Spanish Legend Loving His Pioneer Experience

By Gracie Productions

In the world of downhill mountain bike racing, indeed in the world of mountain bike racing full stop, there are few with the careers to match that of Spaniard Tomi Misser. He is a little bit of mountain biking royalty, and he is loving his time here in New Zealand riding The Pioneer Stage Mountain Bike Race.
Misser and Imparables partner Ibon Zugasti shared the overall stage win with Team Watson & Son Manuka Honey (James Williamson and Scott Lyttle) as the event completed day six with a 64km ride from Hawea to the Snow Farm high above Cardrona Valley today.
Misser is a 14-time national champion in his homeland of Spain, but these days his riding takes him further from home than ever before as he rides professionally for both the Imparables and the Orbea Bikes team, and he is loving his time in New Zealand.
“The people are amazing, it is a really hard race, some people say last year was harder but yesterday was really hard. For us the type of grass is different and the ground bumpy, in Spain it is not so much like this. But the scenery, the views, it is amazing. I ride with the go-pro and it has been amazing for us and for the people who will see our film.”
Misser says he tried retirement after he ended his downhill career with multiple World Cup titles and a European Championship to his name, but he couldn’t stay away from the sport for long.
“I have been doing these races for three years or maybe four. After I finish with the downhill I retired but two or three years after I come back again and ride and ride and now enjoy my riding with Imparables and Orbea, and I am enjoying riding as a professional again.
“I am enjoying this type of riding, coming to different countries, I can discover the different places and I can stay with the people and everyone enjoys the bike and the event. After this we go to Cape Epic and then USA and the families all come to one of the races each year, this is my mountain bike now, discover and enjoy.”
Misser found his strength again today, after losing his power in yesterday’s Queen Stage.
Team Imparables Tomi Misser. Credit: Tim Bardsley-Smith/Pioneer

“Yesterday was a difficult day, I lose some power, it was a long stage and with the flat tyre we spent some energy chasing and I had no power in my legs. Yesterday I eat a lot and recover well so today was good and I have my power back. The guys in Watson and Son Manuka Honey are pushing all the time but we managed to stay there and then we spoke about going to the finish line together.”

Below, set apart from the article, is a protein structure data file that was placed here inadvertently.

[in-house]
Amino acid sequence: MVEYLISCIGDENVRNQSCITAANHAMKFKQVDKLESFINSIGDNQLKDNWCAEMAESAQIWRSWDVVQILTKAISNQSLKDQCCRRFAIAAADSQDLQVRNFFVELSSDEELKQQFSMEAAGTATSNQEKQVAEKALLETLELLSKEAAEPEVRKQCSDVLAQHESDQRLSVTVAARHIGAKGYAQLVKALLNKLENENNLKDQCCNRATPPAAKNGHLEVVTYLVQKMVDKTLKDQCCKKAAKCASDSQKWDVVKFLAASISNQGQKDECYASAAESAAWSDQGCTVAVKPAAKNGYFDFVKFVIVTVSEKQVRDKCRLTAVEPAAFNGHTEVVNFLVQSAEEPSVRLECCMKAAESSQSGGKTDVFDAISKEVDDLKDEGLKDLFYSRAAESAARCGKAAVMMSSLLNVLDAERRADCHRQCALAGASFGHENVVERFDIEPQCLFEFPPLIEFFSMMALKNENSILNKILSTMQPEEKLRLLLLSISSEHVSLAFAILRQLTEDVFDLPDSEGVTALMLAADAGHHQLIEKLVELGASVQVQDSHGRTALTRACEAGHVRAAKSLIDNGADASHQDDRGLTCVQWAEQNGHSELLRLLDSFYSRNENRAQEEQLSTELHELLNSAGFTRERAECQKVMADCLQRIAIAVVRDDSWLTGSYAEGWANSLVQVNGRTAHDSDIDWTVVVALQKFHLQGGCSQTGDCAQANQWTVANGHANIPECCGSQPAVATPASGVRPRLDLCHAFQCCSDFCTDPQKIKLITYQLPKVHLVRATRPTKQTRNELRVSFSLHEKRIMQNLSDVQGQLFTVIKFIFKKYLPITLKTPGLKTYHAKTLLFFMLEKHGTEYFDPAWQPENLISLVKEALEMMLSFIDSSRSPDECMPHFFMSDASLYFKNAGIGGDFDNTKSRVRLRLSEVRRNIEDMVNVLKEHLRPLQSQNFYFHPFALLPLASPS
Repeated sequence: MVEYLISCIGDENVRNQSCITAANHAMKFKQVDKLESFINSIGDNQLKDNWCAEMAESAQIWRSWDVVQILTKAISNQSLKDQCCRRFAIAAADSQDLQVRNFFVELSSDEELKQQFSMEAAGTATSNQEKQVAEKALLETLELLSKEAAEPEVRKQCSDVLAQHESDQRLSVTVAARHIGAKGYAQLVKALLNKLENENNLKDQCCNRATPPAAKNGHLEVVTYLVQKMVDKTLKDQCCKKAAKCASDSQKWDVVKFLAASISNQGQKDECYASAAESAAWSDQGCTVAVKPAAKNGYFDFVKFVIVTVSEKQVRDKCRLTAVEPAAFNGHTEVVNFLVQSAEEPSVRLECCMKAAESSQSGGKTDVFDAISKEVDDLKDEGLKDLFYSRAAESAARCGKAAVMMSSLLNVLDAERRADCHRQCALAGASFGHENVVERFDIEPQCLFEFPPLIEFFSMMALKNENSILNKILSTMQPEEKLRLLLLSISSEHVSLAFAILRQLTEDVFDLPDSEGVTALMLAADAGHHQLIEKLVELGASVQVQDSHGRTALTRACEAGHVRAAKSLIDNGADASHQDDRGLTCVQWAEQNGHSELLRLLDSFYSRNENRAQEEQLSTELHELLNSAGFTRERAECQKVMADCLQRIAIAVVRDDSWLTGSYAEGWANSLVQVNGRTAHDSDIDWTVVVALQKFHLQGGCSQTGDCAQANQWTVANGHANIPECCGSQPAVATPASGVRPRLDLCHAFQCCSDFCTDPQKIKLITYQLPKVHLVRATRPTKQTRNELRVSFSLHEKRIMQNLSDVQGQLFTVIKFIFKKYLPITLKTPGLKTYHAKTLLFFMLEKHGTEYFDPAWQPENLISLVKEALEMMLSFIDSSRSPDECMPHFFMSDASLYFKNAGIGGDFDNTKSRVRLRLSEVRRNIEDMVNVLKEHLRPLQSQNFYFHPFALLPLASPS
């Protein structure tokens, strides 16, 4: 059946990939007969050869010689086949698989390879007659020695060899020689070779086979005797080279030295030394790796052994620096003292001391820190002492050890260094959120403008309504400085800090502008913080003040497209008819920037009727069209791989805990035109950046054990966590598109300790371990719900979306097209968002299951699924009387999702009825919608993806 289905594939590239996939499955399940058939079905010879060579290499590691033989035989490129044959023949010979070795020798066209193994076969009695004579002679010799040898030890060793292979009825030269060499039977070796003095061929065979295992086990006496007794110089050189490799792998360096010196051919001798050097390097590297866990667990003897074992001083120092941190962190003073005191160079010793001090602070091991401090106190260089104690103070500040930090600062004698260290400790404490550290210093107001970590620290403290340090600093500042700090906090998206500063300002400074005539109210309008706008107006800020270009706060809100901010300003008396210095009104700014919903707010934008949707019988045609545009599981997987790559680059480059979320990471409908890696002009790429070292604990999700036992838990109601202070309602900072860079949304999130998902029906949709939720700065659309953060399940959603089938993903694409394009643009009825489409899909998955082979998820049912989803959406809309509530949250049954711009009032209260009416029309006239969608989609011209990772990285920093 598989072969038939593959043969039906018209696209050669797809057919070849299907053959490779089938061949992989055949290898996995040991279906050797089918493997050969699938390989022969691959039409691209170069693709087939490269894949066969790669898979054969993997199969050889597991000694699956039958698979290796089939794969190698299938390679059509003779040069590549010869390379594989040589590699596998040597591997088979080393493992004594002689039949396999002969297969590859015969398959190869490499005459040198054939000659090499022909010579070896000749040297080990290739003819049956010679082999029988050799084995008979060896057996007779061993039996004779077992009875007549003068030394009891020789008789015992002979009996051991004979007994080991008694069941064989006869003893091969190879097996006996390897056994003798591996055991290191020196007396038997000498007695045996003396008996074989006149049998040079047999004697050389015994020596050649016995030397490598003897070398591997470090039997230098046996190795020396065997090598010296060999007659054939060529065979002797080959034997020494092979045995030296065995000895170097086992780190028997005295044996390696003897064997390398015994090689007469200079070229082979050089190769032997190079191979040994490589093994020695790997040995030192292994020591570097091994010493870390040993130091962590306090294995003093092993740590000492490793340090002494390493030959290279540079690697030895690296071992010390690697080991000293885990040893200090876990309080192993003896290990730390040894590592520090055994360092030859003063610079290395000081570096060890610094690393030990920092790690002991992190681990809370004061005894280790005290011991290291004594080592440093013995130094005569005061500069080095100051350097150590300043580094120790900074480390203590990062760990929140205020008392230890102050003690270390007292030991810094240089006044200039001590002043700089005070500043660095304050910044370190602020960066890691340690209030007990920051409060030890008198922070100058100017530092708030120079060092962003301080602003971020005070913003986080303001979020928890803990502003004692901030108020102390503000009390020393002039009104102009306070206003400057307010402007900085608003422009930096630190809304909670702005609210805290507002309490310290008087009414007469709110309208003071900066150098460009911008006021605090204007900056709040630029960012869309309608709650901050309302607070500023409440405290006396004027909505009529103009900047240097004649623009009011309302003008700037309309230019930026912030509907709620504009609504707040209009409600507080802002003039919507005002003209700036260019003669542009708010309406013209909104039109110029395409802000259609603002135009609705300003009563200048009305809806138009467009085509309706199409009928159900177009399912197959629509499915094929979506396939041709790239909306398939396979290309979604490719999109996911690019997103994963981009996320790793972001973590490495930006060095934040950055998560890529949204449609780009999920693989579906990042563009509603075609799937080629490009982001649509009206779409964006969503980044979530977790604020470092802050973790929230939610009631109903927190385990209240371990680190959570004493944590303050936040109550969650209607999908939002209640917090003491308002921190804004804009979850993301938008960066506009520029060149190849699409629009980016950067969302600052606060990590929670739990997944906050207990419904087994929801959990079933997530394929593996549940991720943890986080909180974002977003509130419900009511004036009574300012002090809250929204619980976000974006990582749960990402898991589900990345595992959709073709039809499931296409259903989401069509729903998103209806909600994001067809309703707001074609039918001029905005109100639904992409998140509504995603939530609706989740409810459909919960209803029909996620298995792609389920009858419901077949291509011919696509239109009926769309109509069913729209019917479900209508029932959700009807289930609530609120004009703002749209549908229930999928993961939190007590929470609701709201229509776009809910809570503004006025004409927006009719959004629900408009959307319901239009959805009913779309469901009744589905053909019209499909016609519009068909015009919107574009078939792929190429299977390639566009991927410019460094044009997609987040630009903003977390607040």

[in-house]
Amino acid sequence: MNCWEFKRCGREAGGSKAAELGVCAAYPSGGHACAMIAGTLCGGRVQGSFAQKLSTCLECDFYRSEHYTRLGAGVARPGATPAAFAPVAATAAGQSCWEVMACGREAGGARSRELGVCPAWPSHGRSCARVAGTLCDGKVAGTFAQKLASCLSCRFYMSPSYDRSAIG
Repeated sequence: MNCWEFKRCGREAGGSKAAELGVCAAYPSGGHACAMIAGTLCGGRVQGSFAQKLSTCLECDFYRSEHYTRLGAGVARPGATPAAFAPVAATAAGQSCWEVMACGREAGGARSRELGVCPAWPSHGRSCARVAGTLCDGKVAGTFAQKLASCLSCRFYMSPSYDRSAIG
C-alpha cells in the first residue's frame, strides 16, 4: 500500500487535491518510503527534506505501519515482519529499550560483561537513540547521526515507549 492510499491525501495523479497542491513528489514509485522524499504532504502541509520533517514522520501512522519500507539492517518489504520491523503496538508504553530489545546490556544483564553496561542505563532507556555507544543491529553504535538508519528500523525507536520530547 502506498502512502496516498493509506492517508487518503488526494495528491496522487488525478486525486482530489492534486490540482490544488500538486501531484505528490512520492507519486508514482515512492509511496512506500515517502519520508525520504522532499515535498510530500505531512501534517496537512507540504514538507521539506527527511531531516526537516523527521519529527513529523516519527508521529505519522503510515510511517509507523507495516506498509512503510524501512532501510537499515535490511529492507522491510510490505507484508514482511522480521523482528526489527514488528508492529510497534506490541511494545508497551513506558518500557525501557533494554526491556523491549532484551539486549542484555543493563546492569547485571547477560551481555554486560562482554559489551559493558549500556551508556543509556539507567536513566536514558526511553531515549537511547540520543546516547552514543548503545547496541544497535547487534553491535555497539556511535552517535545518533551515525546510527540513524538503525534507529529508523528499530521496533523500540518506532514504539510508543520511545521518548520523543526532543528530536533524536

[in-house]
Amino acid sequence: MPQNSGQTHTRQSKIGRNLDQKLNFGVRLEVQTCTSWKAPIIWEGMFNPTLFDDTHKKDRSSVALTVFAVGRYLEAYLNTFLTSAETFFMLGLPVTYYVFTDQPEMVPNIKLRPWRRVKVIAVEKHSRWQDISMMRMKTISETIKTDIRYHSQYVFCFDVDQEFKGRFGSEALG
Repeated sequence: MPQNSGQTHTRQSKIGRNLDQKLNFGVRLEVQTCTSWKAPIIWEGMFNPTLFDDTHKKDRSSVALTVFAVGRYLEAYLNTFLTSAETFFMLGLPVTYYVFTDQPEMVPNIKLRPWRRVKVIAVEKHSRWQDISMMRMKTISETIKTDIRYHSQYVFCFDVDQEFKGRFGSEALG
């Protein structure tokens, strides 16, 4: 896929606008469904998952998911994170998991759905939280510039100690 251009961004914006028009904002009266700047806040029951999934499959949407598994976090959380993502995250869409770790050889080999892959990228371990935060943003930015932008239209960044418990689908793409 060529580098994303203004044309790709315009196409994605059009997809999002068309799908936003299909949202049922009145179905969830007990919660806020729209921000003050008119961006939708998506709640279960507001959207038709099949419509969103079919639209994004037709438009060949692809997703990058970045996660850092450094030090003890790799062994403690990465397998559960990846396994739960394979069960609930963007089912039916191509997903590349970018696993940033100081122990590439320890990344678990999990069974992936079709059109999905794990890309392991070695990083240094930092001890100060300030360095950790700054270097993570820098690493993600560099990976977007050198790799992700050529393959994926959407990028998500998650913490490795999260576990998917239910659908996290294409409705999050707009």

Misser and Zugasti are clear leaders in the Men’s Masters 40+ category, while Williamson and Lyttle have a stranglehold on the Open Men’s and lead the race for The Pioneer trophy, holding a 20-minute advantage over Misser and Zugasti in the general classification, with just the final stage into Queenstown to come.
After the longest day in the event yesterday, riders rolled over the start line content in the knowledge they had just 64km to complete today, albeit with a testing climb out of the Cardrona Valley and along the ridgeline to Snow Farm, where a light dusting of snow had fallen earlier in the morning.
Mark Williams and Kate Fluker (Team New World) are getting stronger by the day as they ride ‘home’ to Queenstown and again won the Open Mixed stage honours, finishing nine minutes ahead of Team Freakshow Sonya Looney (CAN) and Gordon Wadsworth (USA).
Amongst the more dominant riders this week have been the Hirepool combination of Reta Trotman and Nina McVicar, the New Zealand pair lead the Open Women’s category just over an hour and like the other category leaders, will be looking for a safe ride to the finish line to take out category honours in Queenstown tomorrow.
Riders are expected to start arriving at the finish line at the Queenstown Events Centre from approximately 11:00am on Saturday, with the leaders likely to cut out the final 59km in just over three hours. Those further back in the field will take anything up to six or seven hours as they contemplate their own incredible achievement in completing the 545km journey, with over 15,000 metres of climbing through some of the most stunning terrain in the world.

Full results CLICK HERE
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